The Night House opens with Beth (Rebecca Hall) returning home after her husband’s funeral. She lives inside a luxurious lake house, itself designed by her late husband Owen (Evan Jonigkeit). Owen’s death was self-inflicted. It was also sudden, since there was never any indication that he suffered from suicidal depression. Seemingly out of nowhere he decided to end his life. He just got up one night, went down to the dock, floated on a dinghy by the lake, and then shot himself in the head.
A note was left but it revealed little about his reasons: “There is nothing. Nothing is after you. You’re safe now.”
The note harkens back to a near-death experience Beth suffered when she was seventeen. She had only told Owen what she had experienced in her clinically dead state: nothingness. There was nothing out there. No light. No warmth. Just nothingness.
Questions haunt Beth’s mind. Did she even know this man she was married to for nearly fifteen years? She receives support from her best friend Madelyne (Stacy Martin) and a helpful neighbor, Mel (Vondie Curtis-Hall), but no matter how many people empathize with her grief, the pain remains. Most nights, Beth drinks herself to sleep.
As she delves into her husband’s phone, she finds a picture of a woman who looks nearly identical to her. Did her husband have an affair? A search on his laptop leads to the discovery of countless other pictures of similar-looking women. As she searches through her late husband’s belongings, she also discovers he had a particular fascination with the occult. Something she had never known before. In an abandoned notebook she also finds diagrams of a house her husband was designing.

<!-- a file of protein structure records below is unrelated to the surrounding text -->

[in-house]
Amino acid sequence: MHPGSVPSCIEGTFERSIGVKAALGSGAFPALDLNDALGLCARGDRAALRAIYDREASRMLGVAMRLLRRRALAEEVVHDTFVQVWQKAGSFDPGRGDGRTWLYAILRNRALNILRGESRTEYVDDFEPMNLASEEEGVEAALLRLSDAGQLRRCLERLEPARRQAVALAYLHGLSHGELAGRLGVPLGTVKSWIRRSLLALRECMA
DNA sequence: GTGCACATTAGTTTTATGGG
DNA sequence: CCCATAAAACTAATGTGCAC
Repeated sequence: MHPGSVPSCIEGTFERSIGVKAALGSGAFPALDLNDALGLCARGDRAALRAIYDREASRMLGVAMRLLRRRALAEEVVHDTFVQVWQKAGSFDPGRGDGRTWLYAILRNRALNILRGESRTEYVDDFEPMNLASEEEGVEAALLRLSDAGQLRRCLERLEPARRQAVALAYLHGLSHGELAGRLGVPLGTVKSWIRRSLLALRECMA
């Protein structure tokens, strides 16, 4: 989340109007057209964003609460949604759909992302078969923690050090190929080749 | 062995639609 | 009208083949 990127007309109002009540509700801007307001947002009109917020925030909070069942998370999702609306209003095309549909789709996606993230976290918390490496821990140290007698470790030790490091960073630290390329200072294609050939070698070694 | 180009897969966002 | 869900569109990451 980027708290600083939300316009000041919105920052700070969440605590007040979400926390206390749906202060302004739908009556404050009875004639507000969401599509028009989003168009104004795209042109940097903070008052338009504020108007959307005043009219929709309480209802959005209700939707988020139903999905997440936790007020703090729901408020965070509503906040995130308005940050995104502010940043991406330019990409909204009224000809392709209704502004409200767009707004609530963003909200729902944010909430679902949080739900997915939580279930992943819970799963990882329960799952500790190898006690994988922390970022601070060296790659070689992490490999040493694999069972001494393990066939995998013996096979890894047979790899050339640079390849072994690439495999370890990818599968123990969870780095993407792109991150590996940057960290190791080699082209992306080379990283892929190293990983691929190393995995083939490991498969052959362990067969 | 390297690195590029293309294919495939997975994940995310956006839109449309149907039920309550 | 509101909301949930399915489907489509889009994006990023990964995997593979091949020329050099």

Soon after, she begins to suffer from terrifying nightmares. One involves a ghostly voice leading her to a house that looks identical to her own, but everything is backward and every room is occupied with similar bodily and facial features.
Beth’s investigation soon leads to an obsession. Deep down, she knows the answers might be terrifying but she persists nonetheless. She can’t live with the unknown.
But the truth might be more than she can handle.
I saw the trailer of The Night House during a screening of Don’t Breathe 2. It immediately intrigued me since it didn’t reveal much — which has always been a miracle when it comes to movie trailers. From what I could gather from the trailer, the true horror within the narrative could have been many things. Will Beth encounter doppelgangers? Had her husband accidentally found a portal to some sort of mirror universe? Was her husband dabbling with some dark forces that seek to claim Beth’s soul? I wanted to know and bought a ticket the moment I could.
There was also the pleasant presence of Rebecca Hall, an actress who I’ve always admired. If you have even a slither of doubt about her talent, watch 2016’s Christine (no, not John Carpenter’s vehicular horror classic). Her performance as Christine Chubbuck, the mentally ill reporter who famously committed suicide on live television, is chilling.
Yet her performance as the bereaved Beth might be a career highlight. It’s another one of the staples of great female performances of the horror genre. Her performance deserves to be mentioned alongside Essie Davis in The Babadook, Toni Collet’s in Hereditary, and Florence Pugh in Midsommar.
Thematically, The Night House is even similar, as it’s a horror film dealing with the theme of grief — as with the excellent 2020 film, Anything for Jackson. Grief might be the greatest monster of the human experience. The loss of a loved one can lead to us permanent desolation. It makes all the more sense to portray this emotion in the horror genre.
Grief can express itself in different ways. In The Babadook, the main character’s inability to deal with her grief led to the invitation of a picture-book monster. In Hereditary, grief made the main character susceptible to occult forces. In Midsommar, the main character’s toxic relationship leads to a grotesque exacerbation of her grief — the fact that she finds herself stuck in a commune of a sinister Scandinavian cult doesn’t help either.